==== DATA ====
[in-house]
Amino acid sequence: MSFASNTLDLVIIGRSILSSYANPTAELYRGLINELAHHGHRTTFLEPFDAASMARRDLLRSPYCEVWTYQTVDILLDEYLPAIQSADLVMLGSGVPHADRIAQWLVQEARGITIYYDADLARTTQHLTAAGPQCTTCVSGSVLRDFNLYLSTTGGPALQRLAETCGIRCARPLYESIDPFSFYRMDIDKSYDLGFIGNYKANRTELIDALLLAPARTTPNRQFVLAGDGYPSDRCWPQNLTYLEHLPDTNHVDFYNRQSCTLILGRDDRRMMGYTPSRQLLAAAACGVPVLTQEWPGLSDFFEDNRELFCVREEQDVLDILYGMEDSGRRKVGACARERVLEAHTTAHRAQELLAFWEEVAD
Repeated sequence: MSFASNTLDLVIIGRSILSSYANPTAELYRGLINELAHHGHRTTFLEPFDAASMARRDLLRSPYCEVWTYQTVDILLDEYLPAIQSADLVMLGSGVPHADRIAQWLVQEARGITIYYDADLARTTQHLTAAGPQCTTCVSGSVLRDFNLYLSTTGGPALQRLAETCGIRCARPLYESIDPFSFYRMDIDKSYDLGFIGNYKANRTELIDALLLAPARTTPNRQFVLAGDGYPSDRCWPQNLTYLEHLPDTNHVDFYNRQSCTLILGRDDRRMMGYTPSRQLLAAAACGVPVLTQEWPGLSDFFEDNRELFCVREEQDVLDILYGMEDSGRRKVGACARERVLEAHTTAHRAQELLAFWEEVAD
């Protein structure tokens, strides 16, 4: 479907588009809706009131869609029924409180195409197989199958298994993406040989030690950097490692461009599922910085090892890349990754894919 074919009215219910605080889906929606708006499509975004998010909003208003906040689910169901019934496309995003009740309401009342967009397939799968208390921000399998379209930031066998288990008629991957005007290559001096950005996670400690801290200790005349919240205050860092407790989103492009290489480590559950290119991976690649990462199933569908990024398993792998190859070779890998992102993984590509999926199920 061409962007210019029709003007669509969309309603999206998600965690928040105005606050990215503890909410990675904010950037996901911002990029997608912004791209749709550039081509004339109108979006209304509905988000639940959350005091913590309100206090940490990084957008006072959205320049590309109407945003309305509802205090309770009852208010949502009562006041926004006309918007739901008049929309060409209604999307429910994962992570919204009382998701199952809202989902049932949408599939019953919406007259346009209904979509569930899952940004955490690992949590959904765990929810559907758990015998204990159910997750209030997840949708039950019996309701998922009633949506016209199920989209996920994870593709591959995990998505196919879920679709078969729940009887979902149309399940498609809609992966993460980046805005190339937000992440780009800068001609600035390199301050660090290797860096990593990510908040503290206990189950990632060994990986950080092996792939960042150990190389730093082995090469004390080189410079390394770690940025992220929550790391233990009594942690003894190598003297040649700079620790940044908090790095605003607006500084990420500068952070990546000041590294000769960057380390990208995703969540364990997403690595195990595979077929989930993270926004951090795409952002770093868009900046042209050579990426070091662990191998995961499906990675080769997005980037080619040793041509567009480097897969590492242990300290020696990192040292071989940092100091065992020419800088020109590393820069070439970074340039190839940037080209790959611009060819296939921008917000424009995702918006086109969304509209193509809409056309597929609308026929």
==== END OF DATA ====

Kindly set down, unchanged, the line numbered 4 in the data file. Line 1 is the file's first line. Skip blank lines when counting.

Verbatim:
């Protein structure tokens, strides 16, 4: 479907588009809706009131869609029924409180195409197989199958298994993406040989030690950097490692461009599922910085090892890349990754894919 074919009215219910605080889906929606708006499509975004998010909003208003906040689910169901019934496309995003009740309401009342967009397939799968208390921000399998379209930031066998288990008629991957005007290559001096950005996670400690801290200790005349919240205050860092407790989103492009290489480590559950290119991976690649990462199933569908990024398993792998190859070779890998992102993984590509999926199920 061409962007210019029709003007669509969309309603999206998600965690928040105005606050990215503890909410990675904010950037996901911002990029997608912004791209749709550039081509004339109108979006209304509905988000639940959350005091913590309100206090940490990084957008006072959205320049590309109407945003309305509802205090309770009852208010949502009562006041926004006309918007739901008049929309060409209604999307429910994962992570919204009382998701199952809202989902049932949408599939019953919406007259346009209904979509569930899952940004955490690992949590959904765990929810559907758990015998204990159910997750209030997840949708039950019996309701998922009633949506016209199920989209996920994870593709591959995990998505196919879920679709078969729940009887979902149309399940498609809609992966993460980046805005190339937000992440780009800068001609600035390199301050660090290797860096990593990510908040503290206990189950990632060994990986950080092996792939960042150990190389730093082995090469004390080189410079390394770690940025992220929550790391233990009594942690003894190598003297040649700079620790940044908090790095605003607006500084990420500068952070990546000041590294000769960057380390990208995703969540364990997403690595195990595979077929989930993270926004951090795409952002770093868009900046042209050579990426070091662990191998995961499906990675080769997005980037080619040793041509567009480097897969590492242990300290020696990192040292071989940092100091065992020419800088020109590393820069070439970074340039190839940037080209790959611009060819296939921008917000424009995702918006086109969304509209193509809409056309597929609308026929």